JT Film Review

43 – Total Recall (1990)

Total Recall REVIEW

2.5/5 stars

Director – Paul Verhoeven

Cast – Arnold Schwarzenegger, Sharon Stone, Racheal Ticotin, Ronny Cox


total_recallThe director Paul Verhoeven (Robocop) returns to pseudo-sci-fi with the “camp” action film Total Recall. Star Arnold Schwarzenegger brings his usual tough yet strangely sympathetic every-man character to the table, and is actually one of the highlights of the movie, which concerns an everyday working man in the near future, who recieves memory implants of a vacation to Mars, but immediately after goes beserk. Was it a memory or the real thing? Is the whole movie a dream? We’re never really told and, depite what most people think, I found that it hurt the movie.

The script is based on a story by Phillip K. Dick, the author of the stories which are the basis of movies such as Blade Runner, Minority Report, Next, and A Scanner Darkly. His writing tends to bring up social issues, and features everyman characters who arer unsure of their identity. And while this movie addresses these, it does it in an action/adventure style that frankly detracts from those topics. How can we be pondering the issues of identity, fantasy fulfillment, and oppresive corporations when Arnold is beating up thugs and playing around with fancy gadgets?

That being said, the action and more “campy” sci-fi aspects are still fairly imaginative. There is rarely a boring moment in the movie. The plot does become a little hard to follow around one hour in, but it all straightens out in the end.

The cinematography in parts (mainly the sequences on Mars) is awful, featuring mainly a red washout, blurring the actors, the sets, and the visual effects. It almost gave me a headache to watch it. (There is a possibility that this may have been the DVD, and theatregoers would have ehad a different experience.) The visual effects are fairly good (when we can see them well) and still hold up reasonably well today. This vision of the future is interesting; while it still has elements of the typical dystopian future, several scenes (showing Arnie working at his construction job, etc.) show bright sunlight and a bustling city. This gives a slightly  more rounded experience.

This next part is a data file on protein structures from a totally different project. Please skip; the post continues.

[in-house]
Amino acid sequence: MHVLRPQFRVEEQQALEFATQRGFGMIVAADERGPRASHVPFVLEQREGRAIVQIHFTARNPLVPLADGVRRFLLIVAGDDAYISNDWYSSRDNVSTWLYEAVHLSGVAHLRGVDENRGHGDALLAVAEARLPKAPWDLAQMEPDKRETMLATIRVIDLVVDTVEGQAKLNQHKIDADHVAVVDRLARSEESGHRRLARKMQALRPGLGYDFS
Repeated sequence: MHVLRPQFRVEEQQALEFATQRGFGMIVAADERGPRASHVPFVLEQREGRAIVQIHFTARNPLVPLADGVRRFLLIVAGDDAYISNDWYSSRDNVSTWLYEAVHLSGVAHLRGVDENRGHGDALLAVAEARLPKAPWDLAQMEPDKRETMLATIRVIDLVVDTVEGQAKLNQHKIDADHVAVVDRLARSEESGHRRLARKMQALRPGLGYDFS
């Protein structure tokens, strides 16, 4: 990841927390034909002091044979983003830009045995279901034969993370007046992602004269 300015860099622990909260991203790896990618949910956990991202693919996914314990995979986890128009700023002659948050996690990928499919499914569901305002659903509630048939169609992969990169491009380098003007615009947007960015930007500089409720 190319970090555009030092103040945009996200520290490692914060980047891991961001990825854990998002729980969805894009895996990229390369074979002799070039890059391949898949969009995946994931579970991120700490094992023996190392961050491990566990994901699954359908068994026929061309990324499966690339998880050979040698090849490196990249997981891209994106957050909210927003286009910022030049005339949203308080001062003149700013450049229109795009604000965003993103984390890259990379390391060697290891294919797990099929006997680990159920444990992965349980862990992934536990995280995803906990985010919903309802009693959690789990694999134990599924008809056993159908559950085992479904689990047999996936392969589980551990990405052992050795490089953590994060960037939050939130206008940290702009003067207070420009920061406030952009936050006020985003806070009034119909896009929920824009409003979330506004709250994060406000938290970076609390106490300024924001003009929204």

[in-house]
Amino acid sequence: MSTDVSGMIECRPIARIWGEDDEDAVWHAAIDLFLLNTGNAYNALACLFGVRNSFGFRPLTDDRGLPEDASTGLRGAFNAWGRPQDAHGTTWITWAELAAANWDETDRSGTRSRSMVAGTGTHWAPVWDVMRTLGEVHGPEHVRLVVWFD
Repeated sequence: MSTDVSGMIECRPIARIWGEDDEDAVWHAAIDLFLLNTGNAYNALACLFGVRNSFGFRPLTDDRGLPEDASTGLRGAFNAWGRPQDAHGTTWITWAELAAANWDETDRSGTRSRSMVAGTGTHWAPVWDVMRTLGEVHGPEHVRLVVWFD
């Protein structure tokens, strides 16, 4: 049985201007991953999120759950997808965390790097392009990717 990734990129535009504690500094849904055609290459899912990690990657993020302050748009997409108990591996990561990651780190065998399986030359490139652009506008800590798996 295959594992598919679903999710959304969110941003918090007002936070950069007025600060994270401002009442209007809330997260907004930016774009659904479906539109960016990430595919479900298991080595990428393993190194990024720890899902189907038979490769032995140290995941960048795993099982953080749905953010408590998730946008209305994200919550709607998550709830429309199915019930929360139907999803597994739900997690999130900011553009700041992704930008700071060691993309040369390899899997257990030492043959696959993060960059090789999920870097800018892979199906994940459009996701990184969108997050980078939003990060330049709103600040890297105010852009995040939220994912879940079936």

total-recallThe main problem with the movie is the relationship between the story and the tone it uses to tell it. The story delves into issues of dual identity, memory implants, and civil revolutions; yet the tone is campy and light. Verhoeven never tries to go deeper, where the story really should be going. At times it seems it wants to go almost film noir, but we get none of that. Instead we get Arnie running around kickin’ ass, which is essentially a perfect way to describe most of his movies. This one just blends in with the rest.


Total Recall has a nice pace to it, and is fairly inventive. However the movie as a whole doesn’t fufill the possibilities of the story, and feels too campy for its own good. Arnold is decent, but for the most part the rest of the cast feels tired. The movie would have benefited if Verhoeven had tried some new things or gone a bit darker with the story.



“Total Recall” on other websites:

IMDB —– Rotten Tomatoes —– Wikipedia



September 6, 2009 - Posted by | 2.5 Stars, Film Review, Genre - Sci-fi, Year - 1990-1999 | , , , , , , , , , , , , ,

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